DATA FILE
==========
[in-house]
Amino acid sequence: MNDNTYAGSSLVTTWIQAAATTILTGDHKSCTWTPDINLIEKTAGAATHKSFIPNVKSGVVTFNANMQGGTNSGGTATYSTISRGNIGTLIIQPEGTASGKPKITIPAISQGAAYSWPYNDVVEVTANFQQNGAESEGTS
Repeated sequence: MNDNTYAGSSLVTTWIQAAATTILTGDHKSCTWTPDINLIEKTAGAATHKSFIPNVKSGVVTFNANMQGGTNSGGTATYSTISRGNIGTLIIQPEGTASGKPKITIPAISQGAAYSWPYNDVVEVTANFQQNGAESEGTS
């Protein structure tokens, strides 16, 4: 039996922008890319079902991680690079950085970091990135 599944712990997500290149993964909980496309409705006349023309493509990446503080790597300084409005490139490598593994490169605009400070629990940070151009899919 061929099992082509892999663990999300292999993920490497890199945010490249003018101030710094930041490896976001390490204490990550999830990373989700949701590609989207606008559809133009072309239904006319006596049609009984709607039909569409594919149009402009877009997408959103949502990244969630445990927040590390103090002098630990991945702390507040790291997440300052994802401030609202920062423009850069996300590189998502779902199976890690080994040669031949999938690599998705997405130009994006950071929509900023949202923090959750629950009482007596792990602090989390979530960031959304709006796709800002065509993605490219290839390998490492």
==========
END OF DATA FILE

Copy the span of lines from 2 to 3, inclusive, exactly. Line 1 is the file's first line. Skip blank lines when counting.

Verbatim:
Amino acid sequence: MNDNTYAGSSLVTTWIQAAATTILTGDHKSCTWTPDINLIEKTAGAATHKSFIPNVKSGVVTFNANMQGGTNSGGTATYSTISRGNIGTLIIQPEGTASGKPKITIPAISQGAAYSWPYNDVVEVTANFQQNGAESEGTS
Repeated sequence: MNDNTYAGSSLVTTWIQAAATTILTGDHKSCTWTPDINLIEKTAGAATHKSFIPNVKSGVVTFNANMQGGTNSGGTATYSTISRGNIGTLIIQPEGTASGKPKITIPAISQGAAYSWPYNDVVEVTANFQQNGAESEGTS